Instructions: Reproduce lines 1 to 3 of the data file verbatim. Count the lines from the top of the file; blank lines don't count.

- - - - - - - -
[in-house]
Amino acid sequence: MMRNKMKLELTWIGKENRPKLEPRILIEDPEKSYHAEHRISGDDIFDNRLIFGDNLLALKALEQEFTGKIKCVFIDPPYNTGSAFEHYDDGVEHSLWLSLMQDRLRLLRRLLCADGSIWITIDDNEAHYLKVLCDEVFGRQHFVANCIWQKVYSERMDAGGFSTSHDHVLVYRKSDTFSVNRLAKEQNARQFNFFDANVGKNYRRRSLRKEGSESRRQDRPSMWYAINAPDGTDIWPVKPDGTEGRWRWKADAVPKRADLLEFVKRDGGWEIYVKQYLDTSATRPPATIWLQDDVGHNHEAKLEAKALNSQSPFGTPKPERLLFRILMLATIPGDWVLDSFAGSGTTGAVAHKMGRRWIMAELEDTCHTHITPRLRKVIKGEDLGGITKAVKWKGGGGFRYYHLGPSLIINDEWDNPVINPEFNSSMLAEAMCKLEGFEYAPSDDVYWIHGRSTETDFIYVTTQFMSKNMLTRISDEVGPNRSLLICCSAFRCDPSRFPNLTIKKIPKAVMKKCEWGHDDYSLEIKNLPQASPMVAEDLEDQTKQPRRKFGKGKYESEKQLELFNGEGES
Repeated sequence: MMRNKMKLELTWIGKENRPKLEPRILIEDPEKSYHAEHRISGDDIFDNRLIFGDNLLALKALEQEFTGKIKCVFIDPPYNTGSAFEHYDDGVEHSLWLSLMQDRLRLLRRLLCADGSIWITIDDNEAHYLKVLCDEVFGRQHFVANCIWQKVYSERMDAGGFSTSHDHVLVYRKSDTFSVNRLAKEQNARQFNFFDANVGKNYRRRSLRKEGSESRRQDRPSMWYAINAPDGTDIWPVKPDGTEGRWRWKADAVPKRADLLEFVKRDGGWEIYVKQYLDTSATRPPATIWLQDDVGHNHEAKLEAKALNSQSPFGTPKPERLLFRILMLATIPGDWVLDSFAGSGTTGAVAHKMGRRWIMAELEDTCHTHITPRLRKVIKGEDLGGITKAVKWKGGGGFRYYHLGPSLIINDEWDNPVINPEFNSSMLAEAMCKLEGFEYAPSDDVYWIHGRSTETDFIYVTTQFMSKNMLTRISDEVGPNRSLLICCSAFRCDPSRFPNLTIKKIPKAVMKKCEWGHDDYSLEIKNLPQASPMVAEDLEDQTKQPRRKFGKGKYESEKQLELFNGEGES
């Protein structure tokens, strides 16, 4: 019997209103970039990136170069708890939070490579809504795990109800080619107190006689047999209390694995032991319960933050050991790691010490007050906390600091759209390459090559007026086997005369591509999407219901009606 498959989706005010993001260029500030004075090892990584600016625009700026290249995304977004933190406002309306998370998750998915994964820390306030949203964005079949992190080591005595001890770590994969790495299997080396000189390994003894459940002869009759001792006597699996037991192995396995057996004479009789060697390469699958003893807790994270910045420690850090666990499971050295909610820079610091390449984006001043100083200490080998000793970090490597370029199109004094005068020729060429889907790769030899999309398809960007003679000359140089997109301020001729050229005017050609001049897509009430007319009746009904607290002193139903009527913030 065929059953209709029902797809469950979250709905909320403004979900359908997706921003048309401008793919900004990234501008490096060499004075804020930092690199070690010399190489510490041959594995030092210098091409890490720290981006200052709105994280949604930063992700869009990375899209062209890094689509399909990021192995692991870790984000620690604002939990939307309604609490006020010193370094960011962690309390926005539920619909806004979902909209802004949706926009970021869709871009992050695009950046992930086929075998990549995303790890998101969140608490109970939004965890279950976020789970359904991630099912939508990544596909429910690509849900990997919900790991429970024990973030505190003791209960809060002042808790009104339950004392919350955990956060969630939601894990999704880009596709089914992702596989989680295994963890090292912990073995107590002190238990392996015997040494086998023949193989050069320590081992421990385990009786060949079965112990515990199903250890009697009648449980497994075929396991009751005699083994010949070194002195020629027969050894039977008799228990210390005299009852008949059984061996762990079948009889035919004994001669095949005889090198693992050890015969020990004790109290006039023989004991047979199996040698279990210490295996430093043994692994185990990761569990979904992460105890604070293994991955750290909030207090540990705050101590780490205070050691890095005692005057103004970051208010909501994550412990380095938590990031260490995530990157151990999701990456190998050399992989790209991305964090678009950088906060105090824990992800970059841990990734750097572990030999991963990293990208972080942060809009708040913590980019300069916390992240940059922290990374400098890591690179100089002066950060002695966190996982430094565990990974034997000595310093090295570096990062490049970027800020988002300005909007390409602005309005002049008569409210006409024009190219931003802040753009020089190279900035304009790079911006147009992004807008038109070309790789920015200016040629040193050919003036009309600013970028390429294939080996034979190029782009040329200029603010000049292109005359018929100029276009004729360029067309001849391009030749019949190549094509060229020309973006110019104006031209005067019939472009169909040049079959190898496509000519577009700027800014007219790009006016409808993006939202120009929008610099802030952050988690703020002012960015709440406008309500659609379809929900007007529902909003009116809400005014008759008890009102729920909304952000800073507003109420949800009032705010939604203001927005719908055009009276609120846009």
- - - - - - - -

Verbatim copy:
[in-house]
Amino acid sequence: MMRNKMKLELTWIGKENRPKLEPRILIEDPEKSYHAEHRISGDDIFDNRLIFGDNLLALKALEQEFTGKIKCVFIDPPYNTGSAFEHYDDGVEHSLWLSLMQDRLRLLRRLLCADGSIWITIDDNEAHYLKVLCDEVFGRQHFVANCIWQKVYSERMDAGGFSTSHDHVLVYRKSDTFSVNRLAKEQNARQFNFFDANVGKNYRRRSLRKEGSESRRQDRPSMWYAINAPDGTDIWPVKPDGTEGRWRWKADAVPKRADLLEFVKRDGGWEIYVKQYLDTSATRPPATIWLQDDVGHNHEAKLEAKALNSQSPFGTPKPERLLFRILMLATIPGDWVLDSFAGSGTTGAVAHKMGRRWIMAELEDTCHTHITPRLRKVIKGEDLGGITKAVKWKGGGGFRYYHLGPSLIINDEWDNPVINPEFNSSMLAEAMCKLEGFEYAPSDDVYWIHGRSTETDFIYVTTQFMSKNMLTRISDEVGPNRSLLICCSAFRCDPSRFPNLTIKKIPKAVMKKCEWGHDDYSLEIKNLPQASPMVAEDLEDQTKQPRRKFGKGKYESEKQLELFNGEGES
Repeated sequence: MMRNKMKLELTWIGKENRPKLEPRILIEDPEKSYHAEHRISGDDIFDNRLIFGDNLLALKALEQEFTGKIKCVFIDPPYNTGSAFEHYDDGVEHSLWLSLMQDRLRLLRRLLCADGSIWITIDDNEAHYLKVLCDEVFGRQHFVANCIWQKVYSERMDAGGFSTSHDHVLVYRKSDTFSVNRLAKEQNARQFNFFDANVGKNYRRRSLRKEGSESRRQDRPSMWYAINAPDGTDIWPVKPDGTEGRWRWKADAVPKRADLLEFVKRDGGWEIYVKQYLDTSATRPPATIWLQDDVGHNHEAKLEAKALNSQSPFGTPKPERLLFRILMLATIPGDWVLDSFAGSGTTGAVAHKMGRRWIMAELEDTCHTHITPRLRKVIKGEDLGGITKAVKWKGGGGFRYYHLGPSLIINDEWDNPVINPEFNSSMLAEAMCKLEGFEYAPSDDVYWIHGRSTETDFIYVTTQFMSKNMLTRISDEVGPNRSLLICCSAFRCDPSRFPNLTIKKIPKAVMKKCEWGHDDYSLEIKNLPQASPMVAEDLEDQTKQPRRKFGKGKYESEKQLELFNGEGES